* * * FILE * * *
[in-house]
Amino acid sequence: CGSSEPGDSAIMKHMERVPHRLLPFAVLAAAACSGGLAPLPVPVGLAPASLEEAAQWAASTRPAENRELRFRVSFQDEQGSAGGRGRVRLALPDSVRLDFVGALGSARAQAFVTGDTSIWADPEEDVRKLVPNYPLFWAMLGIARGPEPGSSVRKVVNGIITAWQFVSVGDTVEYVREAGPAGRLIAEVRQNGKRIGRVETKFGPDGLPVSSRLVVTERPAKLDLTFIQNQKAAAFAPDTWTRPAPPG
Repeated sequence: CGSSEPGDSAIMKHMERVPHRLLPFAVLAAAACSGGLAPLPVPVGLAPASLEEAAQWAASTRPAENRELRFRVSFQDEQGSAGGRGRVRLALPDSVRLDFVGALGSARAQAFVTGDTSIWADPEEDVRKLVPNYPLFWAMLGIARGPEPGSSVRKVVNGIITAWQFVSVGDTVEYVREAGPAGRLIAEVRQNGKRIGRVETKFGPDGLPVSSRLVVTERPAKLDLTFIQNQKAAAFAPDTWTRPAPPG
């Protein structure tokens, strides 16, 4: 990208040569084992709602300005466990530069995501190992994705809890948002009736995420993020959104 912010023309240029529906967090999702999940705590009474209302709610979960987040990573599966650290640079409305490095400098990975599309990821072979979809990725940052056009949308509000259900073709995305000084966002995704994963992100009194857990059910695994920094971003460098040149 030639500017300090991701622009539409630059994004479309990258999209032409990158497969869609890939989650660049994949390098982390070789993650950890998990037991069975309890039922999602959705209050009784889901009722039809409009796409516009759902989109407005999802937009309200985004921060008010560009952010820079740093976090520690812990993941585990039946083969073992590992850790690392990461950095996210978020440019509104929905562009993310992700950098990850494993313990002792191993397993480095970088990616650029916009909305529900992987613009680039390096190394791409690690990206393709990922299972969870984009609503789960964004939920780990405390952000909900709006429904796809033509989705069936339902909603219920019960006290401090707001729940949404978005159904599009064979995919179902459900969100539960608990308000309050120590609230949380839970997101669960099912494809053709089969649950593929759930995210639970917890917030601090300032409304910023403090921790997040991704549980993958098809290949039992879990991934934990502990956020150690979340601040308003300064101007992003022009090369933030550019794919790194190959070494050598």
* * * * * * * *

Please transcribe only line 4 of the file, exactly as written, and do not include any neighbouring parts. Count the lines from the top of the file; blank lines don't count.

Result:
């Protein structure tokens, strides 16, 4: 990208040569084992709602300005466990530069995501190992994705809890948002009736995420993020959104 912010023309240029529906967090999702999940705590009474209302709610979960987040990573599966650290640079409305490095400098990975599309990821072979979809990725940052056009949308509000259900073709995305000084966002995704994963992100009194857990059910695994920094971003460098040149 030639500017300090991701622009539409630059994004479309990258999209032409990158497969869609890939989650660049994949390098982390070789993650950890998990037991069975309890039922999602959705209050009784889901009722039809409009796409516009759902989109407005999802937009309200985004921060008010560009952010820079740093976090520690812990993941585990039946083969073992590992850790690392990461950095996210978020440019509104929905562009993310992700950098990850494993313990002792191993397993480095970088990616650029916009909305529900992987613009680039390096190394791409690690990206393709990922299972969870984009609503789960964004939920780990405390952000909900709006429904796809033509989705069936339902909603219920019960006290401090707001729940949404978005159904599009064979995919179902459900969100539960608990308000309050120590609230949380839970997101669960099912494809053709089969649950593929759930995210639970917890917030601090300032409304910023403090921790997040991704549980993958098809290949039992879990991934934990502990956020150690979340601040308003300064101007992003022009090369933030550019794919790194190959070494050598």